Starting the Takeaway

Keep in mind that the takeaway is a sideways move. You will be using a sweeping motion to move the club to the side. The hands remain passive during the takeaway, but although there is no hand action, the hands are “alive” and feel the weight of the clubhead. Try to eliminate all tension in your body and let your arms hang down from your shoulders in a relaxed position. Tensing up can prevent you from taking a full, smooth swing and rob you of distance in your golf shot.

Stay in Synch with the Club

When you begin the takeaway, the club and your body move as one. The object is to groove the proper weight transfer and keep the club on the proper plane. The golf club will stay in synch with your body if you make sure that it stays in line with your sternum as you take the club away. Sometimes this is called keeping the club in front of you. Your arms, hands and the club will move together for a smooth takeaway. Use your upper body to take the club back by completing a shoulder turn with your front shoulder moving under your chin.

Steps for the Takeaway

Sweep the club back by keeping the clubhead low to the ground as if it were a putter. Your weight will shift slowly to the heel of the back foot, and your back leg will remain anchored. Rotate your front shoulder around your spine in order to build up a coil situation and add power to your swing. To achieve a long golf shot, turn your hips only as much as you need to in order to achieve a full shoulder turn. The more you maintain a difference between the shoulder turn and your hip turn, the further your ball will go.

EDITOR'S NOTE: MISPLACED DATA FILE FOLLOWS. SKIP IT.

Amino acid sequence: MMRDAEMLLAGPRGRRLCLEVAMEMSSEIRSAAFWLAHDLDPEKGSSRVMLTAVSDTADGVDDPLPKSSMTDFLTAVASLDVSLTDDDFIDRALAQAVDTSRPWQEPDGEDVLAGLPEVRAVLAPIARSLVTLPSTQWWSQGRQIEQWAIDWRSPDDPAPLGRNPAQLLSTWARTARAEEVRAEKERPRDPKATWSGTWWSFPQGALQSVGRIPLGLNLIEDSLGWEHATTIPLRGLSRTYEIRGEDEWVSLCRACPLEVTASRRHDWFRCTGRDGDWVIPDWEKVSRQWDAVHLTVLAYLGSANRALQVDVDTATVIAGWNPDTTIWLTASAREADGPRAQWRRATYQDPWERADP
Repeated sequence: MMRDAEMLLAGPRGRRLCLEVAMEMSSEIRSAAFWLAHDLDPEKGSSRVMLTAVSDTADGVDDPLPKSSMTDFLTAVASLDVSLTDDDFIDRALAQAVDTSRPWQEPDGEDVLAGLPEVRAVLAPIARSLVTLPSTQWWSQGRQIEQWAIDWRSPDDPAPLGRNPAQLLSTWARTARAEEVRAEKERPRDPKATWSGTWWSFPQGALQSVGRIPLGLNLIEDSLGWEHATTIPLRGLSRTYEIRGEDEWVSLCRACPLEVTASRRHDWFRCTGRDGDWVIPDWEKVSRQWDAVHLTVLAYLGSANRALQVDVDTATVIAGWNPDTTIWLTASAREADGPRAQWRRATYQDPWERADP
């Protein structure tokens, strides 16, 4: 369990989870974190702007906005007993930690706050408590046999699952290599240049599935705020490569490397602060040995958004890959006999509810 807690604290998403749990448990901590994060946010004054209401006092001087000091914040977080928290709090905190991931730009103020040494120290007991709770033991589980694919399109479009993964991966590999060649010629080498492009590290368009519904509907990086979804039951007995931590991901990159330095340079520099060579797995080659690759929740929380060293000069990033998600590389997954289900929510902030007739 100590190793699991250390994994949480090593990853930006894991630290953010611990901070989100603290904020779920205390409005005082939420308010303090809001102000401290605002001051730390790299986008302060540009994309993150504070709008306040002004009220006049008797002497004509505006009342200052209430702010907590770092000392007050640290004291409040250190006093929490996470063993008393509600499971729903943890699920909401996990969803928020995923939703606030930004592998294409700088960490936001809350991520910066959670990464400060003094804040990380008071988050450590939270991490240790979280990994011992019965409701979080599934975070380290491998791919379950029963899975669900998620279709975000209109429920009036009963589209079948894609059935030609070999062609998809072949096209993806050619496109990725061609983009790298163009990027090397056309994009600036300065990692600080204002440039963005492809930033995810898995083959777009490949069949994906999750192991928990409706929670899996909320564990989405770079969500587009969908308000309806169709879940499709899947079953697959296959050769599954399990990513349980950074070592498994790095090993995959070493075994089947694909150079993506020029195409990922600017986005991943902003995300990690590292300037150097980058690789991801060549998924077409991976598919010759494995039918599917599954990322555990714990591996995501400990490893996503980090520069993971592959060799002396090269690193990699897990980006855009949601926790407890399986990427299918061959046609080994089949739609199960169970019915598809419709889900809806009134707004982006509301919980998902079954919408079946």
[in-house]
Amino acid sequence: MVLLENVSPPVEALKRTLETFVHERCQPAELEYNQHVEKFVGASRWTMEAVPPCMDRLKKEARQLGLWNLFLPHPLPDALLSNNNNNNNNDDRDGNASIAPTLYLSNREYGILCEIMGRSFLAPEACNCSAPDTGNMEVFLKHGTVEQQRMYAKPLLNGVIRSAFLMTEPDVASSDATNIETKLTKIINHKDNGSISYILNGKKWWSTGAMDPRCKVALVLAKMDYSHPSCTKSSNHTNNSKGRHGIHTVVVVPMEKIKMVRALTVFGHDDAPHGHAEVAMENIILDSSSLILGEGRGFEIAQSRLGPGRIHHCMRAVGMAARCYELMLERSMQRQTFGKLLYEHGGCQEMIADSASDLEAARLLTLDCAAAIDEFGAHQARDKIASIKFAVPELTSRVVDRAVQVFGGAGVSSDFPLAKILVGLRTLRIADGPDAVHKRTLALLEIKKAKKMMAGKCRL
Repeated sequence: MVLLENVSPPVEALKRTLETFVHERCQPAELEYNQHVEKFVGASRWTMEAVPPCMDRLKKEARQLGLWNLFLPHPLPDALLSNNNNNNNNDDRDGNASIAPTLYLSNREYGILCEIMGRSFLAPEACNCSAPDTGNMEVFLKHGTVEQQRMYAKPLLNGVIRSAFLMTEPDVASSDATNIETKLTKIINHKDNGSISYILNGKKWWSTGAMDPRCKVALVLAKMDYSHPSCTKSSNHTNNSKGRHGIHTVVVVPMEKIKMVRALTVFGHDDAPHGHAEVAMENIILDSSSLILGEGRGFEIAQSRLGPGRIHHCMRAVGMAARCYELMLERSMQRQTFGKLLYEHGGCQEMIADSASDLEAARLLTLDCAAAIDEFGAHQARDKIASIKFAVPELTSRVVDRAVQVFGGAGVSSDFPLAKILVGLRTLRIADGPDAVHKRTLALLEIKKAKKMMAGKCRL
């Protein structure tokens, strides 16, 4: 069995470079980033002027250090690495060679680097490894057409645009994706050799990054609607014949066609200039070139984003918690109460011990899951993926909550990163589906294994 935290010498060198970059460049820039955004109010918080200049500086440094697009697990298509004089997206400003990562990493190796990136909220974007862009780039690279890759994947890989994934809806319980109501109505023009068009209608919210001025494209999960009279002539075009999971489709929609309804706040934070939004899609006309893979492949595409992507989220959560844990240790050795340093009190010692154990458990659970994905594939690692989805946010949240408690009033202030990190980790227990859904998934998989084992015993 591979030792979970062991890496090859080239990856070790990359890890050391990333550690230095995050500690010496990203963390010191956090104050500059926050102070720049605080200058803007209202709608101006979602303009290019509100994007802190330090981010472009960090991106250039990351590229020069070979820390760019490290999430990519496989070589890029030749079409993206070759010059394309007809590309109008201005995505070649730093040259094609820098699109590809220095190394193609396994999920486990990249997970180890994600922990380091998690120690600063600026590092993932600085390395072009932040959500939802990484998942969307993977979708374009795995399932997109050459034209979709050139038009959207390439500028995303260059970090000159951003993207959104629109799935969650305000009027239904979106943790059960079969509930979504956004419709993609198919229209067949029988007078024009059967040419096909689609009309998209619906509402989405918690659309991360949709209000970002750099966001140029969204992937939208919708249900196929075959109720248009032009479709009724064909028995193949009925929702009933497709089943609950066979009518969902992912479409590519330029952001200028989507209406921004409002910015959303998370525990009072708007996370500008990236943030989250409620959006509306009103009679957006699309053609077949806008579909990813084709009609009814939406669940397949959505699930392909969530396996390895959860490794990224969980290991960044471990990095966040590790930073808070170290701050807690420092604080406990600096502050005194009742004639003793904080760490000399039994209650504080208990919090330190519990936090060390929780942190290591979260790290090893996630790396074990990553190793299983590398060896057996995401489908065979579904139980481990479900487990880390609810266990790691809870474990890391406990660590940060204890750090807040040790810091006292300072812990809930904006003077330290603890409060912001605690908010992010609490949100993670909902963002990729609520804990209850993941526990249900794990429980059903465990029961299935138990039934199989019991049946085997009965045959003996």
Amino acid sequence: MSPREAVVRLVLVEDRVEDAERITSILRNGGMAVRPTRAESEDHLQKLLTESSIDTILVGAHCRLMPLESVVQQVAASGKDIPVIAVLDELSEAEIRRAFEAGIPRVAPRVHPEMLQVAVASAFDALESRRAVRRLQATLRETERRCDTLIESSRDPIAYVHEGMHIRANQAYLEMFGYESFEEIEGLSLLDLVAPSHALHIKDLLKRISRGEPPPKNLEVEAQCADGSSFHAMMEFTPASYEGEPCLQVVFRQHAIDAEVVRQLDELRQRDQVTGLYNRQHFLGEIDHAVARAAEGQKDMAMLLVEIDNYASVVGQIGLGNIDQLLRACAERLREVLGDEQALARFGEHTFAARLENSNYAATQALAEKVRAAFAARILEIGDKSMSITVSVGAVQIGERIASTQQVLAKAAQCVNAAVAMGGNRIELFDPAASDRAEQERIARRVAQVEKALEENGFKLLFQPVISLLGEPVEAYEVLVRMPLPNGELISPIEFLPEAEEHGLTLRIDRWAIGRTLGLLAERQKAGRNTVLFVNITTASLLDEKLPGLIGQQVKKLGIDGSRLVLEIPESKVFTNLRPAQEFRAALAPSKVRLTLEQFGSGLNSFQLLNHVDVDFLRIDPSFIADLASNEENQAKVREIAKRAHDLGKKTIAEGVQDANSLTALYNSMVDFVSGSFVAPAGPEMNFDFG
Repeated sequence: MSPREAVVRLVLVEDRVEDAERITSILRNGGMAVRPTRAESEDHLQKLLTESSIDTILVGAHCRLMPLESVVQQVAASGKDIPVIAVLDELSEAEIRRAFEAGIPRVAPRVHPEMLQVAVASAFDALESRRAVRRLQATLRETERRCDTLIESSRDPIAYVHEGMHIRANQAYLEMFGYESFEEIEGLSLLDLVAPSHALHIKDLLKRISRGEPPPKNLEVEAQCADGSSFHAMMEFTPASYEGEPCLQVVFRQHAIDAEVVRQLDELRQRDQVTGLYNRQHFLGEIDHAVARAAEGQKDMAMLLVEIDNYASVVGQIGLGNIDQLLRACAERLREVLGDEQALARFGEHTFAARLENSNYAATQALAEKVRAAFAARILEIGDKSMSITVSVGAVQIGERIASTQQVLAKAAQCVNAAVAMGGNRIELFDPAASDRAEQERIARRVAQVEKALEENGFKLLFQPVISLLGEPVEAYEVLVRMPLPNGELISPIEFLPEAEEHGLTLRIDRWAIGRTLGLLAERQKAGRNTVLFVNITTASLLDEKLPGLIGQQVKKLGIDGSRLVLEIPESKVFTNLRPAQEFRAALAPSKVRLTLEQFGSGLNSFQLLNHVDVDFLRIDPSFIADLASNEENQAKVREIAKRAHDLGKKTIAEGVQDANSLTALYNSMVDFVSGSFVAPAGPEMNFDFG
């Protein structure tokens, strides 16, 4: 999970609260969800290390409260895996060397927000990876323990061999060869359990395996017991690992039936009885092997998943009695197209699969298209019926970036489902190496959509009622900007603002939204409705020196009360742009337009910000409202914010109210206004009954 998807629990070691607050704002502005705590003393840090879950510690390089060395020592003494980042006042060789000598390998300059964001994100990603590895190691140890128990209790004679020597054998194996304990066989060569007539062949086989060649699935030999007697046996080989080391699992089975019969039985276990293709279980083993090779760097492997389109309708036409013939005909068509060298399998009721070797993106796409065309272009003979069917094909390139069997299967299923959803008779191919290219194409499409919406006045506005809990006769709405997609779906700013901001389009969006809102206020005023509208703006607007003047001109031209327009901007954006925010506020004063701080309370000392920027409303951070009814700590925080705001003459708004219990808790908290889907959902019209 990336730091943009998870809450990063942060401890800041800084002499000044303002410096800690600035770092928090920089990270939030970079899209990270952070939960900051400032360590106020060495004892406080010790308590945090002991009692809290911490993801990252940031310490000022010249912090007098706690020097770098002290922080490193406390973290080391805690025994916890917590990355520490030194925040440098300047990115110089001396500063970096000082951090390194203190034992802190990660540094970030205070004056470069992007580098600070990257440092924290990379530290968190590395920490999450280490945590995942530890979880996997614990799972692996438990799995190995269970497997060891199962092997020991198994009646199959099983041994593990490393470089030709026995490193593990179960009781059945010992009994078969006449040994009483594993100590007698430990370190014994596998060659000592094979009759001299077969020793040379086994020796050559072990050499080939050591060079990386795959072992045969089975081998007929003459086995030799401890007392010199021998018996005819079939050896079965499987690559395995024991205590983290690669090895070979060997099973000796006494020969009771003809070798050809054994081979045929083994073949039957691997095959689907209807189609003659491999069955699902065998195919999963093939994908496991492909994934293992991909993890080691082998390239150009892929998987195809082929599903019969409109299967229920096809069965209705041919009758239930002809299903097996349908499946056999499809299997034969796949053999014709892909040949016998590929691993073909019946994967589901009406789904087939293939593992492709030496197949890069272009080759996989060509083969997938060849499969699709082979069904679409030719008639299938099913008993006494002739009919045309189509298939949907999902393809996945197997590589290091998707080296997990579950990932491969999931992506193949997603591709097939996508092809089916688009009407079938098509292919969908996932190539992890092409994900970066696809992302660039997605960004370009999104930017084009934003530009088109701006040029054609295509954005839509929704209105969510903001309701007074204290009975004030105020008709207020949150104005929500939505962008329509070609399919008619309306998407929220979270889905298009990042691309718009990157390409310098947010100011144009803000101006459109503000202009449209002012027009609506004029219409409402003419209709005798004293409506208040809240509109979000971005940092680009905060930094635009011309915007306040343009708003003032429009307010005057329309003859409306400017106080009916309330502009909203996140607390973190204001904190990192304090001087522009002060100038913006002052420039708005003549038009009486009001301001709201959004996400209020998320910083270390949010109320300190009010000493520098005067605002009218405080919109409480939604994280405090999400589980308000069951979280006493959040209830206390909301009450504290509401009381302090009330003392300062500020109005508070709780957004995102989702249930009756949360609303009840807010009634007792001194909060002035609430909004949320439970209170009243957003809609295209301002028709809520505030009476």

Takeaway Swing Thoughts

When you begin your takeaway, keep some swing thoughts in mind to execute a consistent and powerful swing. Whether you use an early, late or gradual wrist hinge at the top of your backswing, be consistent to insure a proper swing tempo. Your hips will turn as your shoulders turn, but they must not sway during the backswing. Keeping your weight inside the back leg and anchoring the leg will help you maintain your correct posture and body position.

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Perfecting Your Preshot Routine

Golf Articles - Perfecting Your Preshot Routine

Did you know that for many golfers the golf shot begins before they even address the ball? Golfers tackle the mental aspect of the game by using a “preshot routine” for focus, confidence and consistency. Golf professionals often recommend a preshot routine to reduce the effect of distractions on the golf course. While a preshot routine can vary from player to player, once you develop a routine that works for you, stick with it. Get into the habit of using a preshot routine for every shot, from the tee shot to the putt, and you will be well on your way toward developing the consistency and accuracy you need to improve your golf game.

Getting into the “Golf Zone”